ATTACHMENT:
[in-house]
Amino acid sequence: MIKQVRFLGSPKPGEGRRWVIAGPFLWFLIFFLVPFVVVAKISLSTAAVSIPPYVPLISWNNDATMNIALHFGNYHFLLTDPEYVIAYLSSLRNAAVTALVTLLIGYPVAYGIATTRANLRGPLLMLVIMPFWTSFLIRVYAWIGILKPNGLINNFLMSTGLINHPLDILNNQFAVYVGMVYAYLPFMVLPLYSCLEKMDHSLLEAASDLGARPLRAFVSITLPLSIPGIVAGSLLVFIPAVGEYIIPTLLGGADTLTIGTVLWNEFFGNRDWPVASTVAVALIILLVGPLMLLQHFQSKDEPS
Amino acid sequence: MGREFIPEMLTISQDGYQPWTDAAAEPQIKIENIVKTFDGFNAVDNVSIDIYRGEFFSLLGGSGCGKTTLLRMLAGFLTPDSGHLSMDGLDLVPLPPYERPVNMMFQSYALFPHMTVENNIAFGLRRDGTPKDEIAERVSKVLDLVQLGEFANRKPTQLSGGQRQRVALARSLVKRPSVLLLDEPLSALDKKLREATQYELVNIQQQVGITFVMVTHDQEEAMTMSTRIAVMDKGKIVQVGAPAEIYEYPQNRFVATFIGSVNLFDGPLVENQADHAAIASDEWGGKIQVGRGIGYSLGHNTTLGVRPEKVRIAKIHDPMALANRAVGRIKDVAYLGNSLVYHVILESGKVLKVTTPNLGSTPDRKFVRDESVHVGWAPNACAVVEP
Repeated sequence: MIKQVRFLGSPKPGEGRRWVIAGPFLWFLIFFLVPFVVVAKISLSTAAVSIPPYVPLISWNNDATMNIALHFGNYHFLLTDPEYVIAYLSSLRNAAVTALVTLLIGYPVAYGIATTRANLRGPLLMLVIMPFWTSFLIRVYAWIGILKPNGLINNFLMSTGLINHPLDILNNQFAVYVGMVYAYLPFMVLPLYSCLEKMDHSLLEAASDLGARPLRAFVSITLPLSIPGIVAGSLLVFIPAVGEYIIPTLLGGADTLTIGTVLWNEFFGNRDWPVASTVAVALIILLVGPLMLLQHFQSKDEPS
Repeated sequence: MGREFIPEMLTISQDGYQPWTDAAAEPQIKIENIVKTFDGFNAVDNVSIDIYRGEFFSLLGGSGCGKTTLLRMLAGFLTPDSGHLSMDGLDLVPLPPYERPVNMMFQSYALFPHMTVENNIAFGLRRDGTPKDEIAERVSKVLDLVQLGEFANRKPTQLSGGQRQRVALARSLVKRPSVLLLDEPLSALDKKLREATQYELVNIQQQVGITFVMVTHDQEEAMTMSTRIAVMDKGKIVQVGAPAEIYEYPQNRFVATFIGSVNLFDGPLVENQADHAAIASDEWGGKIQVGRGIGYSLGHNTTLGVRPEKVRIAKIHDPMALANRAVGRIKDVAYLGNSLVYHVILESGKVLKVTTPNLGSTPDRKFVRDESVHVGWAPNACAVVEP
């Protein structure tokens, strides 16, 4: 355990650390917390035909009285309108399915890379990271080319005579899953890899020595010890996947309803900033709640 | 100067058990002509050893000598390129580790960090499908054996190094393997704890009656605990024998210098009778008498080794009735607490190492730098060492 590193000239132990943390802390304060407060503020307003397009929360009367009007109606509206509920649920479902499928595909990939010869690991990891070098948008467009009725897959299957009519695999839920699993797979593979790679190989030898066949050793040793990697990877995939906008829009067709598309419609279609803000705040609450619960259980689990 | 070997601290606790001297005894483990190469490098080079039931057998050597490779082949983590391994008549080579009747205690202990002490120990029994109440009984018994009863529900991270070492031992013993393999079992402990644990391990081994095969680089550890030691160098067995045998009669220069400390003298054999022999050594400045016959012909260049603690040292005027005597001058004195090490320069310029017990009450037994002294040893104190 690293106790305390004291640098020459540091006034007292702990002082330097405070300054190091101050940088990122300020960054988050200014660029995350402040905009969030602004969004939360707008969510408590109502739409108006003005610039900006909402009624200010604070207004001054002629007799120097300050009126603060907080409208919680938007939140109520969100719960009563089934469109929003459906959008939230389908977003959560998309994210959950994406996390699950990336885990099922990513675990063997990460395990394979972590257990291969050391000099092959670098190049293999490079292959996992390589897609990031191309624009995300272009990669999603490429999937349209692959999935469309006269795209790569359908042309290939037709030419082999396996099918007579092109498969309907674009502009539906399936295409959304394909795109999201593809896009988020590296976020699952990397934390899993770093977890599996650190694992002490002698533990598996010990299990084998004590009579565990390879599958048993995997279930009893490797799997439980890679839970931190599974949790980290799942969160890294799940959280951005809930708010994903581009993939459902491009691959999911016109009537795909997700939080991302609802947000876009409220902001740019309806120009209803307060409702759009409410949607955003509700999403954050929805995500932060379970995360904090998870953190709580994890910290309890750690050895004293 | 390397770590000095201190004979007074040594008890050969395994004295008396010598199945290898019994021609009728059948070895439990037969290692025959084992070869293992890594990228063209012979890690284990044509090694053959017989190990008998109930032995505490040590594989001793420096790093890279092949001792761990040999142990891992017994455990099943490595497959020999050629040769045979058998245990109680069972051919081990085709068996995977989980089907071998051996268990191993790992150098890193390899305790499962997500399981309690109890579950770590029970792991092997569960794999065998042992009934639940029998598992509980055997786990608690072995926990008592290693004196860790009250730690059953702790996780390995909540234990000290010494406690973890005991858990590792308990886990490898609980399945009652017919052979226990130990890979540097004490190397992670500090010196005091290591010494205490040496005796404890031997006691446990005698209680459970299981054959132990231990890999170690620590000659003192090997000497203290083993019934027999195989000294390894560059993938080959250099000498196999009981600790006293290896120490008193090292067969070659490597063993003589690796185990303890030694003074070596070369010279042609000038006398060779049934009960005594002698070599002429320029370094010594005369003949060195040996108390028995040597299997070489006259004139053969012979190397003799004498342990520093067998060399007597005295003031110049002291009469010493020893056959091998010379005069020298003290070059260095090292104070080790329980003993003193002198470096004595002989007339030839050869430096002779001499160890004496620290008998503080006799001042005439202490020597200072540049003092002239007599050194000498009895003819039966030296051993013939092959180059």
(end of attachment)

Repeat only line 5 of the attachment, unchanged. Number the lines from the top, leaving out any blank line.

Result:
Repeated sequence: MGREFIPEMLTISQDGYQPWTDAAAEPQIKIENIVKTFDGFNAVDNVSIDIYRGEFFSLLGGSGCGKTTLLRMLAGFLTPDSGHLSMDGLDLVPLPPYERPVNMMFQSYALFPHMTVENNIAFGLRRDGTPKDEIAERVSKVLDLVQLGEFANRKPTQLSGGQRQRVALARSLVKRPSVLLLDEPLSALDKKLREATQYELVNIQQQVGITFVMVTHDQEEAMTMSTRIAVMDKGKIVQVGAPAEIYEYPQNRFVATFIGSVNLFDGPLVENQADHAAIASDEWGGKIQVGRGIGYSLGHNTTLGVRPEKVRIAKIHDPMALANRAVGRIKDVAYLGNSLVYHVILESGKVLKVTTPNLGSTPDRKFVRDESVHVGWAPNACAVVEP